Quality was frequently a problem, generating excessive rework for internal company staff, while the vendor incurred higher-than-expected costs as it tried to fix issues with little guidance on where it was falling short. After two years of frustration on both sides, company executives flew the partner’s account manager in to spend time with the internal finance staff so that he could see what they were trying to do with the data that was being generated. By jointly working through the issues, the account manager and internal finance team were able to identify and immediately implement a number of improvements that eliminated the quality problems within weeks, at negligible cost. Adhering to a collaborative review process further strengthened the relationship and enabled several additional improvements in subsequent years.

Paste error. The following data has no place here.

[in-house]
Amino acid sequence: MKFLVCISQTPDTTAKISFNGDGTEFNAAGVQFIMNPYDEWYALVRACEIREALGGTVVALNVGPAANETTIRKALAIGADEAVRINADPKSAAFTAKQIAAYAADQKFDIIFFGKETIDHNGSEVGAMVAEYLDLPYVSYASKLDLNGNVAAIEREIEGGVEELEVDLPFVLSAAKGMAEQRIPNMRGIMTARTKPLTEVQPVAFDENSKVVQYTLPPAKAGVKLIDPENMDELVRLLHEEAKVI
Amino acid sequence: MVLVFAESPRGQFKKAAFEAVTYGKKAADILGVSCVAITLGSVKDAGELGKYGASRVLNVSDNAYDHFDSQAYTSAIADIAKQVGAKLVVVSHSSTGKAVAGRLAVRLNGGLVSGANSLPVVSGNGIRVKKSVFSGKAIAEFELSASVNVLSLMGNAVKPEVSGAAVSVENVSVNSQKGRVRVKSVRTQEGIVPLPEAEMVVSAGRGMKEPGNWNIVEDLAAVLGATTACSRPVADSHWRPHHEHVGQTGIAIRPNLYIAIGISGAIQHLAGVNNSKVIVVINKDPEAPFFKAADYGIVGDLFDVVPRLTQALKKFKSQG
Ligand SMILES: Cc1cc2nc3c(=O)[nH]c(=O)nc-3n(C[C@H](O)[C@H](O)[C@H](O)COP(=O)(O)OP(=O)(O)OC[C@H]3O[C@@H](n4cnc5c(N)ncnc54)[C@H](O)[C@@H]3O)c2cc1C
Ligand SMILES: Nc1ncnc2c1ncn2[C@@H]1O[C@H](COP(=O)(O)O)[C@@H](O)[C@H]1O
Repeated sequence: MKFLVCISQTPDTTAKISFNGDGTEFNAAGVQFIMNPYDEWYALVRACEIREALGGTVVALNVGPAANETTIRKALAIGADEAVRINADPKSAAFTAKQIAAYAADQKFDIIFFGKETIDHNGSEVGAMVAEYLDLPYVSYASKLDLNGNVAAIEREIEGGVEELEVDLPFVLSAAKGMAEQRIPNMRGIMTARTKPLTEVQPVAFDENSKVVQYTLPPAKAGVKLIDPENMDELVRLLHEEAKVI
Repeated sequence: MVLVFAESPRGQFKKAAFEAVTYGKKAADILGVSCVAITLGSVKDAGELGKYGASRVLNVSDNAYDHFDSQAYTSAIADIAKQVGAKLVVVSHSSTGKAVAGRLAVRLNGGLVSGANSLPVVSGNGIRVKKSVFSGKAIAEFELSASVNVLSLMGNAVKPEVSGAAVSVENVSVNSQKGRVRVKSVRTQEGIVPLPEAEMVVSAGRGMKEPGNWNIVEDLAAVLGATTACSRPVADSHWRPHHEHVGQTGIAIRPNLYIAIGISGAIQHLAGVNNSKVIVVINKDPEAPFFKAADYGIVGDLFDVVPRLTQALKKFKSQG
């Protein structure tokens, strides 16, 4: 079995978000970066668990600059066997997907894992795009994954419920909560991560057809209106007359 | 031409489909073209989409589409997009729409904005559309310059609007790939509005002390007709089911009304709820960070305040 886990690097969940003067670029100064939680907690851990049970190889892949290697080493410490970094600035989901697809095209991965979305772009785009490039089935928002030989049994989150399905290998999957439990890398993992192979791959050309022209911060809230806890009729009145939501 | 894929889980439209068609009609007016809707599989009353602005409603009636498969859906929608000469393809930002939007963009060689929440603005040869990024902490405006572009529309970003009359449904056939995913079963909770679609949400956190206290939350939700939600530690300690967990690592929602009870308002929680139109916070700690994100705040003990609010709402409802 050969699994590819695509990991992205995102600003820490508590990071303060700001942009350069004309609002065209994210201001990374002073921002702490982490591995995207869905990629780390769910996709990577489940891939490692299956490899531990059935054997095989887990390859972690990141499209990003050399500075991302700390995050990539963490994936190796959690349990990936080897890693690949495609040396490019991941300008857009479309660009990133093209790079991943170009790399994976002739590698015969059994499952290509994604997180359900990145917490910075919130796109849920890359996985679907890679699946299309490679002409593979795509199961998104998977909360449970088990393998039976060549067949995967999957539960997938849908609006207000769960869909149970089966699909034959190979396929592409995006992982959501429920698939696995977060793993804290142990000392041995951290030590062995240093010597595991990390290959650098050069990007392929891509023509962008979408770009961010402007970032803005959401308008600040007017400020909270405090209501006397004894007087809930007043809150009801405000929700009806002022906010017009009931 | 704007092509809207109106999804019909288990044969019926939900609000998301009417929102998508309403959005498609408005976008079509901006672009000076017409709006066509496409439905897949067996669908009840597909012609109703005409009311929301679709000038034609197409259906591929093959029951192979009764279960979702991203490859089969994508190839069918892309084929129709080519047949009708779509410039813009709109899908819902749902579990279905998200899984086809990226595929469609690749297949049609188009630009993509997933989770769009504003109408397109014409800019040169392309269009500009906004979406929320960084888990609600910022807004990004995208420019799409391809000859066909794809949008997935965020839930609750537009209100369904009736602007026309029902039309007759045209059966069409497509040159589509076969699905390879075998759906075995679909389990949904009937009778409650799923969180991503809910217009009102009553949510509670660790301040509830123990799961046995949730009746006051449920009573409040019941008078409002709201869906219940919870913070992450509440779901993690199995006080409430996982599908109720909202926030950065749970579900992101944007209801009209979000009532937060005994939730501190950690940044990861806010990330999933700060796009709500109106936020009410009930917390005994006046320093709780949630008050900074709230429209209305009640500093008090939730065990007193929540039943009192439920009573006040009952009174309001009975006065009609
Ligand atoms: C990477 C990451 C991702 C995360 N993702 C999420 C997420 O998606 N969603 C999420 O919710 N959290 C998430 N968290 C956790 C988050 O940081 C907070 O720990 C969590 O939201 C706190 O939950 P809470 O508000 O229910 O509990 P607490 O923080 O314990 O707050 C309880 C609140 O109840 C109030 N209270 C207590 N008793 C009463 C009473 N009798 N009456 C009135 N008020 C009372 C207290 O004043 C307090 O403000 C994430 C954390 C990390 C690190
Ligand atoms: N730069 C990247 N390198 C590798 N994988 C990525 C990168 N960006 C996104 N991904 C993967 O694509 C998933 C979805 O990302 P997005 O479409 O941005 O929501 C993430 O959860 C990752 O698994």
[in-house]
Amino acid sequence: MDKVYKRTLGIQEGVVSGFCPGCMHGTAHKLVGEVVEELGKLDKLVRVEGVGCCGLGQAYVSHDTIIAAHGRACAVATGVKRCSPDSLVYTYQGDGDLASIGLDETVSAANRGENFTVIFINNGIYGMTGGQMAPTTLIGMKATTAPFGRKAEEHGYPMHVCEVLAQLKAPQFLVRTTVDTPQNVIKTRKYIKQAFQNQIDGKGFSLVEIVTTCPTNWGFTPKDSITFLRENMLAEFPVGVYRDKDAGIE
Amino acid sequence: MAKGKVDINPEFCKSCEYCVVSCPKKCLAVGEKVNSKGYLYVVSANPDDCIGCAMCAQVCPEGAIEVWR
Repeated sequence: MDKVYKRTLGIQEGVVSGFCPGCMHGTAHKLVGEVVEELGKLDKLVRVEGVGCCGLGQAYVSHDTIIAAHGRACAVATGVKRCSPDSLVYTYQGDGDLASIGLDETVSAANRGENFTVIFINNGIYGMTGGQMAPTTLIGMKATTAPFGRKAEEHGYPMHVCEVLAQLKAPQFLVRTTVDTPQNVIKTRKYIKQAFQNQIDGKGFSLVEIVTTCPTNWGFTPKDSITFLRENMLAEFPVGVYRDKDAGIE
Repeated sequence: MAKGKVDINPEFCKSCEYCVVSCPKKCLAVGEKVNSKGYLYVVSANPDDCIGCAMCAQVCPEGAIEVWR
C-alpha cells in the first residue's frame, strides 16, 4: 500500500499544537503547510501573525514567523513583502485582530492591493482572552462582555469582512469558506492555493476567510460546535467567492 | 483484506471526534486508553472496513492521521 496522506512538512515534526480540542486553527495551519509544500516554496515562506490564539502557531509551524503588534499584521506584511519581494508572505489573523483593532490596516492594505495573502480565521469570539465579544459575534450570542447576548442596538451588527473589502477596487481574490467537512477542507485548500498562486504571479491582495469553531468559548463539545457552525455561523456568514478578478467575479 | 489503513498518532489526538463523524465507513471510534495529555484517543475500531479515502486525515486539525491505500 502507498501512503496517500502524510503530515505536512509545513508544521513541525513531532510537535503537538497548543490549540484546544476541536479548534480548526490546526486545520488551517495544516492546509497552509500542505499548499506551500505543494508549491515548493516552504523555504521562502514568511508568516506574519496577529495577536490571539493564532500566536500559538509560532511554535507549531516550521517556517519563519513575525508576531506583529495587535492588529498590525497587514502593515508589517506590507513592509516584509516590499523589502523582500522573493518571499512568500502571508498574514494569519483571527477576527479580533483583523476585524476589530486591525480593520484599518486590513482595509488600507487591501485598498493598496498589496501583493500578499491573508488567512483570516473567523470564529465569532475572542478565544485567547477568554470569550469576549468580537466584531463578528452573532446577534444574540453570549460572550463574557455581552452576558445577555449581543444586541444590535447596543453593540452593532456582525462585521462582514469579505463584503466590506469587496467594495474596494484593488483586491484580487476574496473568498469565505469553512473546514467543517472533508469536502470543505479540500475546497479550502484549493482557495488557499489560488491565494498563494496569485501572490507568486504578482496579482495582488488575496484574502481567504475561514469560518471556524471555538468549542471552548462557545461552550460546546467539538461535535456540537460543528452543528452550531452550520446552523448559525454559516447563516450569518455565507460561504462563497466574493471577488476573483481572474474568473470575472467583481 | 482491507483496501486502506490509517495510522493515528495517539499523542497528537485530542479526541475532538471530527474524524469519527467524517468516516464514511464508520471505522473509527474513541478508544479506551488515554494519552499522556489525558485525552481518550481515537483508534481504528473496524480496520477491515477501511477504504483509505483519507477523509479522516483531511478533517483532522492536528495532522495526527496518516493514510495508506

Developing local market knowledge. While local market knowledge is important to all companies considering their sourcing alternatives, for companies considering a captive center, it is essential. Factors that are of comparatively low importance in advanced economies, such as the reliability of local utility and transport networks, loom large in many markets with attractive labor pools. And labor costs themselves are rising quickly, especially in well-known places such as China, for research, and India, for IT application development.